Here’s an example of two similar surfaces after priming. On the left without and on the right with Ahrweitex:


I think this picture speaks for itself.

We filled this way the surface of the pattern:


Soon, we will spray gun a two component epoxide-primefiller and a clearcoat from Mipa SE. I hope to get a great surface and good separation when producing the mold…


Baking a sligthly different Christmas turkey

We have been preparing to vacuum bag the pattern of the center section for a couple of days. Time runs once the resin is mixed and a good preparation is half the work.

The pattern is covered by thin abachi sheeting (1.2 mm, 1/20 inch). This creates a good surface, which is filled and sanded easily—an approach used often in rc-models. Abachi veneer has to be primed to prevent unnecessary resin consumption. As neither the foam core nor the primed veneer are well wettable, a coupling layer is recommendable. We used 86 g/m² glass fabric and an epoxy resin with a processing time of 110 minutes (HP-E110L). The HP-E110L provides enough time to prepare everything before vacuum bagging.

We proceeded as follows:

  1. Cutting and priming the abachi sheets:
  2. Making a vaccum bag that is large enough (not as trivial as it sounds!)
  3. Laminating the glass fabric, setting the pre-assembled abachi on top of the foam and vacuum bagging the „turkey“:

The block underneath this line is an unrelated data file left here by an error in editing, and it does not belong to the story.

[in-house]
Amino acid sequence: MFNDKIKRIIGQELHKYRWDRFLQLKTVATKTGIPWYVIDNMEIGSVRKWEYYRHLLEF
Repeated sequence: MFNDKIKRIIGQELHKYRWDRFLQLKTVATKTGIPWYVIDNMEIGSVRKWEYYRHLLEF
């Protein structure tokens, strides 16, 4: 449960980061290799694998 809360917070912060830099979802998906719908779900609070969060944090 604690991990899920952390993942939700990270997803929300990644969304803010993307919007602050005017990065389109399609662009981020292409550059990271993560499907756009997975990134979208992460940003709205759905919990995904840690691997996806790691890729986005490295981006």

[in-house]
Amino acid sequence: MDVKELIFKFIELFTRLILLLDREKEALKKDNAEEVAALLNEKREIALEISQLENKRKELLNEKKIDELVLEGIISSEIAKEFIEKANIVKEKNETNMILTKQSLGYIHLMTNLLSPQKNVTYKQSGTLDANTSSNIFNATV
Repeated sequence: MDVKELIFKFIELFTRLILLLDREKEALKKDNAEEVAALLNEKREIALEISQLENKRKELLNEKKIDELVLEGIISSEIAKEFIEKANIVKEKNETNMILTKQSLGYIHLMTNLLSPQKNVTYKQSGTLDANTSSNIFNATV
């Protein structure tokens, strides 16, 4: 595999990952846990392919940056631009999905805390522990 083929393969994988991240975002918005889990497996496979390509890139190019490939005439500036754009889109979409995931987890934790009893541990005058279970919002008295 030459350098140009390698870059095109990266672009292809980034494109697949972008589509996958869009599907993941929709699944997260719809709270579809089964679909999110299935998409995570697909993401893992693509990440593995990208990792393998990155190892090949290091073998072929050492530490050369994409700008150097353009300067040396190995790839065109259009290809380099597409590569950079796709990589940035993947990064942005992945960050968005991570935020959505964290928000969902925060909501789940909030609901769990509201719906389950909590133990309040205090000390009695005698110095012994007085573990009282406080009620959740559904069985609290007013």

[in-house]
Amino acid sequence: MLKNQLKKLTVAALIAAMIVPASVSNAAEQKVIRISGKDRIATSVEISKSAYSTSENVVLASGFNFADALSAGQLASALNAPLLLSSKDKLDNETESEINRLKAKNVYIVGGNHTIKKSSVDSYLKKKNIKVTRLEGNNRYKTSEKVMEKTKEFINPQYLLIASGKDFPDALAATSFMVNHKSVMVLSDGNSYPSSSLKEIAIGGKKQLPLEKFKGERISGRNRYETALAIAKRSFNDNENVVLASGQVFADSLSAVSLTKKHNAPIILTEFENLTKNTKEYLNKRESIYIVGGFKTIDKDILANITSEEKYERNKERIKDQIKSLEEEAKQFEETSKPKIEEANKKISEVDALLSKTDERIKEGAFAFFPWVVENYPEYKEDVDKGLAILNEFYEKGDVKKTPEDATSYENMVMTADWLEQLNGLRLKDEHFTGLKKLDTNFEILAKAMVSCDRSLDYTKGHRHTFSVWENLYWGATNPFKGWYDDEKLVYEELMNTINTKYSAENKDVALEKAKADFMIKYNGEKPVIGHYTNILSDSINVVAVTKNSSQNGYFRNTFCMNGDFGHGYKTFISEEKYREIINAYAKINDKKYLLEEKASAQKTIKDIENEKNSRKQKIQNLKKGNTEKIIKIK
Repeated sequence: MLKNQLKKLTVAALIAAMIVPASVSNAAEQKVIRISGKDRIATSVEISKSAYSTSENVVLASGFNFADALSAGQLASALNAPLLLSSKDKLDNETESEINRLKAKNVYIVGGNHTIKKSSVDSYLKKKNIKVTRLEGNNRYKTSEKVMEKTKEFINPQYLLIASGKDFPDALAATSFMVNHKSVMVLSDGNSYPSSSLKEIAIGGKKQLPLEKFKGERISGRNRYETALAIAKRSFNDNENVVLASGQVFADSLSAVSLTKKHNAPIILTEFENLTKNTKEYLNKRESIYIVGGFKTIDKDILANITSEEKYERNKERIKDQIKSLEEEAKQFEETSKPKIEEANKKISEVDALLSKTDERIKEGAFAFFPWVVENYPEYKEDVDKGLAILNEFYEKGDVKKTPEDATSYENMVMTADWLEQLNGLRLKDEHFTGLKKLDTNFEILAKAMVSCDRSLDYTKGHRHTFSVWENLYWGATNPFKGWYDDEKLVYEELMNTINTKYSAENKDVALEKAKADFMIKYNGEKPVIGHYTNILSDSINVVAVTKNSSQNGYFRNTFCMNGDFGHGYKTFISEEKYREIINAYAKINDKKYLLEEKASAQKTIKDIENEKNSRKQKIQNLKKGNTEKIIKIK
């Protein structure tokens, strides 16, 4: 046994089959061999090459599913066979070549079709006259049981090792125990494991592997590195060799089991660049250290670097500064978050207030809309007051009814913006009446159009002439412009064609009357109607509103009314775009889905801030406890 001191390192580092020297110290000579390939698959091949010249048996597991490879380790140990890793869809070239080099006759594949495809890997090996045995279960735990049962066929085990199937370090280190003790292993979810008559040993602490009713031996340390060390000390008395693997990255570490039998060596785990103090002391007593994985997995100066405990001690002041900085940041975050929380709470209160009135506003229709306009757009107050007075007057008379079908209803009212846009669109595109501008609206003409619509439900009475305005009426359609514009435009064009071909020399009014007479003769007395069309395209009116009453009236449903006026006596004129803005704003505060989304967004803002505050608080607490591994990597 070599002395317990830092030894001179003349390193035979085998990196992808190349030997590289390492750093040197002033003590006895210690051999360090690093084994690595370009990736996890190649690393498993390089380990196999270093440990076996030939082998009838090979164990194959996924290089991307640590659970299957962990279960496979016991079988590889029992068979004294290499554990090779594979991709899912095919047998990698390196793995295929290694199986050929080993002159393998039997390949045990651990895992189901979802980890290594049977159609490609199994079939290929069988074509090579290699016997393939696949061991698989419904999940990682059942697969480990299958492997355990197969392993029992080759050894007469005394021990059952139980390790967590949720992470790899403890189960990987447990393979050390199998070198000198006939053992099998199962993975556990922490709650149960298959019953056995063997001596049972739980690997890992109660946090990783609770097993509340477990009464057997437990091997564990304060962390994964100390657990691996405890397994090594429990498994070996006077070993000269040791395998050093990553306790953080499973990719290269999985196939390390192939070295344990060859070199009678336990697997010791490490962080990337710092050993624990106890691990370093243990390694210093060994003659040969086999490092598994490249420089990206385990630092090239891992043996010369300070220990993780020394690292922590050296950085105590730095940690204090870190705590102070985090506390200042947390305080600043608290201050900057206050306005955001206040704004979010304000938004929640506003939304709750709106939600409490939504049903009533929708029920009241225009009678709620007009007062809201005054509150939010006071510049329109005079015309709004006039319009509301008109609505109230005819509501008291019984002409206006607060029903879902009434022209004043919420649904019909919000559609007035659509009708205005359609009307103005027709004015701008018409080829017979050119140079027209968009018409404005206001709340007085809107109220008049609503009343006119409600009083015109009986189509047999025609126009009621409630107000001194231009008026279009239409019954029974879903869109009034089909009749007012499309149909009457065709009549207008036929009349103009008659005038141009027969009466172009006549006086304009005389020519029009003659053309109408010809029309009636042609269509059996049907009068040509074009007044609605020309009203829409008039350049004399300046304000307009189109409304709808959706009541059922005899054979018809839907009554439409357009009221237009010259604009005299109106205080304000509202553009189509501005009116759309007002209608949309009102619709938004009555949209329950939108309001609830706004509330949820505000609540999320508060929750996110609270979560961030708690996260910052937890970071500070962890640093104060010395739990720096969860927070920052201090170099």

Right now, everything is curing at -0.3 bar (-43.5 psi) and a temperature of about 20 °C (68 °F). We will see the result tonight!


Joining the center section parts

One word that fits perfectly to what happend today in one of my workshops is:


  1. an act, process, or instance of joining in close association

Defintion taken from Merriam-Webster’s Dictionary, December 19th, 2015.

The last couple of weeks, we have been cutting core by core until we had all six segments ready that compose the pattern of the center section. One issue was that the foam panels were too small and had to be glued together to obtain the needed length of 2.84 m (9 ft 4 in).

We tried silan modified polymer from the hardware store. It worked quite well, but this adhesive stays very elastic after curing. This is troublesome, when you have long pieces. Combining a highly elastic adhesive on a small contact surface with long lever-like pieces is a bad idea.

Thus, we tried the good old polyutherane foam spray, which worked better but not perfectly. Foam spray is suboptimal when you need small gaps between pieces. Honestly, this foam is too foamy and gross in handling for our kind of application. It was good enough to glue the panels together, but I really needed a better solution for joining the six sections!